archival storage and protection for laserjet/inkjet/xerox material?
October 26, 2014 12:56 PM   Subscribe

Looking for acid-free non-plastic translucent or transparent sleeves or envelopes to fit folded printed paper PDF event tickets of various sizes and similar containers for digest-size and legal-digest (7 x 8.5 in ) xerox zines. Any leads? Details follow.

Prompted by this, I am archiving and properly storing all my ephemera. The Magic deck is indeed worth some care and investment, and was the easiest thing to figure out how to manage.

However, I have a couple of categories of things that are unlikely to have resale value but which I want to store properly for my own satisfaction. They fall roughly into two categories: recently-printed paper tickets originally delivered as PDFs on both laserprinters and inkjets, and thirty-year-old 'zines, originally printed using xerox machines.

Adapting card-collection strategies to the laserjet and xerox stuff seems dumb, as the toner will stick after a few years. I think what I want are appropriately sized acid-free translucent paper envelopes, which were the storage standard for stamp-related ephemera in the 1970s. However, given the lack of resale value and consistent size for the tickets, I have not found the right product for them, nor for the zines.

Google has been unhelpful in uncovering niche communities exploring these needs. How about you, Hive Mind?
posted by mwhybark to Sports, Hobbies, & Recreation (5 answers total) 1 user marked this as a favorite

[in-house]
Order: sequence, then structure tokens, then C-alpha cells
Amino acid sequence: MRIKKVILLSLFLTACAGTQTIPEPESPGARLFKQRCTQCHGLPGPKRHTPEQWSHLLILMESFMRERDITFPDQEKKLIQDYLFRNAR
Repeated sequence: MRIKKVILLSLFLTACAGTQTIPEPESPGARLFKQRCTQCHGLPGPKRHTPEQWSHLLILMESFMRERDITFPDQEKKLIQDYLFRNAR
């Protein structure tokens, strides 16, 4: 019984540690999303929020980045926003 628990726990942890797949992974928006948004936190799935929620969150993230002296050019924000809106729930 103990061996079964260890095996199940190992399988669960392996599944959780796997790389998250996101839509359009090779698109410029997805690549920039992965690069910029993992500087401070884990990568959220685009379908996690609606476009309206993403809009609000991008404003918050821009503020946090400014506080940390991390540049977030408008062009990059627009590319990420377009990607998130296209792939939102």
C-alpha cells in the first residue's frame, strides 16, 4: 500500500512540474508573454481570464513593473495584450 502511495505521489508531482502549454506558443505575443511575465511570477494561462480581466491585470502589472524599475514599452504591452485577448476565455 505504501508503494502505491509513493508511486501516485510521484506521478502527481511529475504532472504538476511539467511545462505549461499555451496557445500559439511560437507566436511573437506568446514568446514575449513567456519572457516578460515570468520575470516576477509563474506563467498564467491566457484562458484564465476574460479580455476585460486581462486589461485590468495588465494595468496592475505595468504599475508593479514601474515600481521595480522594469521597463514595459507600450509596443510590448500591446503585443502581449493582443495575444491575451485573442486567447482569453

Response by poster: oh yeah, the inclusion of the 'zines is prompted by receiving an out of the blue request for one of my 'zine collections from a major university, which I interpret to mean that I should be taking better care of the material.
posted by mwhybark at 12:59 PM on October 26, 2014

Bags Unlimited is a good source for these sorts of things.
posted by hydrophonic at 7:33 PM on October 26, 2014 [1 favorite]

For archival products, I use these sites: Gaylord, Hollinger Metal Edge, Talas and University Products.
posted by jeri at 11:33 PM on October 26, 2014 [1 favorite]

Best answer: At my archives we do a lot of enclosure in Mylar envelopes that have one open side so as not to trap acidic byproducts of decay. I've never heard of toner degradation causing problems or reacting with Mylar. However, you would also be just fine placing each item in a lignin free buffered file folder and putting the folders in archival quality document boxes. These are available at the sites listed by Jeri. For the "niche community" exploring these needs, it's basically the whole archival profession. The "Collections Care" section of the very useful Preservation 101 website is a good place to start. National Park Service ConservOGrams are also good free resources.
posted by CheeseLouise at 10:39 AM on October 27, 2014 [1 favorite]

Response by poster: So basically non-sealable contemporary comic bags and boards for individual bagging will be fine if they are mylar. I guess my experiences with toner lift were with vinyl, which I had thought was the same substance as mylar but is not.

By extension, mylar card sleeves and storage products should be acceptable as well.
posted by mwhybark at 12:57 PM on October 27, 2014

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